‘Fight Club’ gets a new twist ending in China — thanks to the censors

American Age Official

When it comes to China, the first rule of Fight Club should have been: “You do not change the ending to Fight Club.”

In the latest bizarre news from the world of Chinese censors versus Hollywood, the nation’s largest streamer, Tencent Video, is showing a version of David Fincher’s 1999 classic thriller that completely cuts the original climactic scenes, replacing them with text on screen that imagines an entirely new finale to the film.

As you recall, the U.S. theatrical version concludes with the Narrator’s (Edward Norton) revelation that he and eccentric brawler-turned-terrorist Tyler Durden (Brad Pitt) are one in the same. After the Narrator “kills off” his alter ego in the waning moments, he and his very confused girlfriend Marla (Helena Bonham Carter) watch as his bombs detonate in surrounding buildings, sending each structure in the nearby skyline crumbling to the ground.

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In the new Chinese edition, the film ends before its concerto of explosions, instead offering a revisionist conclusion via a title card that reads:

“Through the clue provided by Tyler, the police rapidly figured out the whole plan and arrested all criminals, successfully preventing the bomb from exploding. After the trial, Tyler was sent to lunatic asylum [sic] receiving psychological treatment. He was discharged from the hospital in 2012.”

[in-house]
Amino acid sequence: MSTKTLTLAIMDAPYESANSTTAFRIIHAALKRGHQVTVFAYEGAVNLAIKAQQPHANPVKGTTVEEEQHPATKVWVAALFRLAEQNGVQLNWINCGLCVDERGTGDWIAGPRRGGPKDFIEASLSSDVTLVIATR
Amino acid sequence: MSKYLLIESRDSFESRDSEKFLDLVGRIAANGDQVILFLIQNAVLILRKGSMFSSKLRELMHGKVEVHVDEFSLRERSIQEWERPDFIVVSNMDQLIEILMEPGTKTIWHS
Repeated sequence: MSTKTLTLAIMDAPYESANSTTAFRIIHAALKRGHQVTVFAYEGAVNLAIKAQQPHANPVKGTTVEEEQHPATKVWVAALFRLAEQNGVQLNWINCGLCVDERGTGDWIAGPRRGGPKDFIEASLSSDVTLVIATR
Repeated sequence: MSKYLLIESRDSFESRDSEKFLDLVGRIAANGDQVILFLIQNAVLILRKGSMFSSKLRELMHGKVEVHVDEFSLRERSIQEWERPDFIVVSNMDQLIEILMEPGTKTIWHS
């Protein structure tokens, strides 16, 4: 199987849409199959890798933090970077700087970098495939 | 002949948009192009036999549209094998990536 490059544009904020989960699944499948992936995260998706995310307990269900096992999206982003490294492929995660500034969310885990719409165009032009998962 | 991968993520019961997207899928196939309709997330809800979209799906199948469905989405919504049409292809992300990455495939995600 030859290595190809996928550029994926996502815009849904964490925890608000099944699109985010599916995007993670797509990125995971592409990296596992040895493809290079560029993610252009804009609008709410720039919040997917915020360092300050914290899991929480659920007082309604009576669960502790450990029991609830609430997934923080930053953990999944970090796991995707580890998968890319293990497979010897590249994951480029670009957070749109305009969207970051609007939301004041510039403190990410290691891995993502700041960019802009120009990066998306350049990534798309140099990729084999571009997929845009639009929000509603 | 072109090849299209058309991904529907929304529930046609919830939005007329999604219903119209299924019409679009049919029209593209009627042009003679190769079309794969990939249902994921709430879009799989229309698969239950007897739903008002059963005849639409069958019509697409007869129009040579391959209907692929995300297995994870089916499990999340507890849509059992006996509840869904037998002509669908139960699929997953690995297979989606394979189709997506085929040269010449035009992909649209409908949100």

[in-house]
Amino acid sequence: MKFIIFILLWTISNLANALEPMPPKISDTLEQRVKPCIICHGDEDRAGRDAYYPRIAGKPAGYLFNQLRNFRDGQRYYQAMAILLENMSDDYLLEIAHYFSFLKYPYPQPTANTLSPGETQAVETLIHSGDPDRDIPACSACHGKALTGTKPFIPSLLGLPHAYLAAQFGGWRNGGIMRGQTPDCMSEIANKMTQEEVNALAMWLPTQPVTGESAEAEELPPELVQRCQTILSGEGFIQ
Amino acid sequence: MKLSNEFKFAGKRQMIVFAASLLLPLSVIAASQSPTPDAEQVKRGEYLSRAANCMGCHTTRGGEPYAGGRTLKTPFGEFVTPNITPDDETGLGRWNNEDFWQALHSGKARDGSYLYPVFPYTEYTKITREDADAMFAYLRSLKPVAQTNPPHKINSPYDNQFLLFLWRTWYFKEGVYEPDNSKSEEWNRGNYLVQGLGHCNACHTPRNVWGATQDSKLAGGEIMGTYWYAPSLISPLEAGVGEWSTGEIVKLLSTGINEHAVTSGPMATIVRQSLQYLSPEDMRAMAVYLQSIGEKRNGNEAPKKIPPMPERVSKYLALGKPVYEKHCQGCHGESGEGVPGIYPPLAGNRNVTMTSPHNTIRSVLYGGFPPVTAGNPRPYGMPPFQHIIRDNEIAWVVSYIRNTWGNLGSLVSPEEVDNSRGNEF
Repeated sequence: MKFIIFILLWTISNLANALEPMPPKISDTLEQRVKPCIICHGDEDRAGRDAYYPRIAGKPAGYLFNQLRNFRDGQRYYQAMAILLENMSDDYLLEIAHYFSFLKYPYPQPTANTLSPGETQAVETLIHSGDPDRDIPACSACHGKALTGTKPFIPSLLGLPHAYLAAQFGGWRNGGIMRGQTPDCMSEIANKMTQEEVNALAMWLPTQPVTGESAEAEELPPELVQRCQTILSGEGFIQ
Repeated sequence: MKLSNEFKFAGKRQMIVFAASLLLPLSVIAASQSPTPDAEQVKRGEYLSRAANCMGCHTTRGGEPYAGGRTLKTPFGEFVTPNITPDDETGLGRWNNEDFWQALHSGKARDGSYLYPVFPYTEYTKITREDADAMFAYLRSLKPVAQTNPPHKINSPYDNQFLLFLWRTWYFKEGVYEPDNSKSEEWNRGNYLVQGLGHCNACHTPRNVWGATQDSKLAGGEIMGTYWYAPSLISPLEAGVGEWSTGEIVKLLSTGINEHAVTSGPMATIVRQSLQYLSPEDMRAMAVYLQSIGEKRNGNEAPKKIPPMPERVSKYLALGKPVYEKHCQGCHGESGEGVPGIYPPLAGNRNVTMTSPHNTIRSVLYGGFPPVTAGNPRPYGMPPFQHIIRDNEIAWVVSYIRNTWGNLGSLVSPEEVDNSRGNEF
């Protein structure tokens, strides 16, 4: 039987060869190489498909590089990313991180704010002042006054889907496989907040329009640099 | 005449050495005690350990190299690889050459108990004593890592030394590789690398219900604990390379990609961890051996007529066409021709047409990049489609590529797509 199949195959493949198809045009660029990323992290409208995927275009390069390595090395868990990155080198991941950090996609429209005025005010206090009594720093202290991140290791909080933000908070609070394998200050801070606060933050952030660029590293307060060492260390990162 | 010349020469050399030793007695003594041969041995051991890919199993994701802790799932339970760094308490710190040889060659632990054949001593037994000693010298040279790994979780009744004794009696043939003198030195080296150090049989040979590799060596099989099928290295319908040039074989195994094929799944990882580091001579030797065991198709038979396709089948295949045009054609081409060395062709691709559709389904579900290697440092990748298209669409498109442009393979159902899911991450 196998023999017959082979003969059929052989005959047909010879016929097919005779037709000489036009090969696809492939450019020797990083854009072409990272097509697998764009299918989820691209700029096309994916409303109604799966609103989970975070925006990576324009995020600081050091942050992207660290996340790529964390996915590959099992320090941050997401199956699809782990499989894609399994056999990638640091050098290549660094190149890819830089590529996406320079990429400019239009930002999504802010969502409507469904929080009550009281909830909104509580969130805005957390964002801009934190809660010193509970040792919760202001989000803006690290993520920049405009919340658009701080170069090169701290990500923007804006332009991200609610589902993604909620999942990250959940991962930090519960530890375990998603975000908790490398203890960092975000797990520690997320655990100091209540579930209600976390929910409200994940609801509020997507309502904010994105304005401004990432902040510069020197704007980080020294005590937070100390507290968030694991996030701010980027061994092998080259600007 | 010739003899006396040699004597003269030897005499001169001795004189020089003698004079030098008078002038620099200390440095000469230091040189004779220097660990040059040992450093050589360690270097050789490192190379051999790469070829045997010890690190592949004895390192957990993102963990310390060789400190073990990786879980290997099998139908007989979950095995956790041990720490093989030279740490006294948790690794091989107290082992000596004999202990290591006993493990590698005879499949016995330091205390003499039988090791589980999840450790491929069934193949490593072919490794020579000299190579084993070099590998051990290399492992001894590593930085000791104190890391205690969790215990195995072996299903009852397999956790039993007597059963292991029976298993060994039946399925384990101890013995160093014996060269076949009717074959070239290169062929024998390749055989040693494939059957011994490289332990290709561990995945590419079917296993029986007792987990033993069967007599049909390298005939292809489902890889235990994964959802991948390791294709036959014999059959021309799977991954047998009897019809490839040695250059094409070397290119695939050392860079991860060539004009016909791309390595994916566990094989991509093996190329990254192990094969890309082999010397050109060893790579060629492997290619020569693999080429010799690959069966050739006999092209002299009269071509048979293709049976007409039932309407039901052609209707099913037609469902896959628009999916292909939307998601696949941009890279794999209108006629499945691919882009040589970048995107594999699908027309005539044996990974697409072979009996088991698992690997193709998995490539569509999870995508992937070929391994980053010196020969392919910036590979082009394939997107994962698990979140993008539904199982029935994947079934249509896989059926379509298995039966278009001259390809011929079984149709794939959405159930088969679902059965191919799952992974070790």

In other words: Government wins, anarchy loses.

Fight Club’s new finale is the latest in a long of line of American films tweaked, edited or even banned for Chinese audiences, dating back nearly a century.

In the 1930s, Cecil B. DeMille’s 1923 biblical epic The Ten Commandments was banned in China under a category of “superstitious films” for its religious content. Frankenstein (1931), Alice in Wonderland (1933) and Ben-Hur (1959) faced similar bans. Even the 1985 favorite Back to the Future was banned for its depiction of time travel, while 2003’s Lara Croft: Tomb Raider (unflattering depiction of China), 2005’s Brokeback Mountain (homosexuality) and 2006’s Pirates of the Caribbean: Dead Man’s Chest (cannibalism) were also nixed from theaters.

The country has leaned more toward censorship than outright banning of late. Kate Winslet’s nudity was removed from the 1997 Oscar winner Titanic, violent scenes were altered in 2013’s Django Unchained and gay content was cut from the 2018 Queen biopic Bohemian Rhapsody, among recent examples.

Though it’s not always editors in China doing the censoring.

As Variety reports, the film’s producers or distributors can offer edited versions to Chinese theaters or streamers, which is believed to be the case with Fight Club.

“For anyone familiar with how business is done between copyright owner and companies who buy the distribution rights for a certain region, it’s clear that the company who brought the distribution rights for the China market sold this version to Tencent Video,” a source close to the streaming service told Variety.

Twitter, of course, has plenty of thoughts on the censorship.

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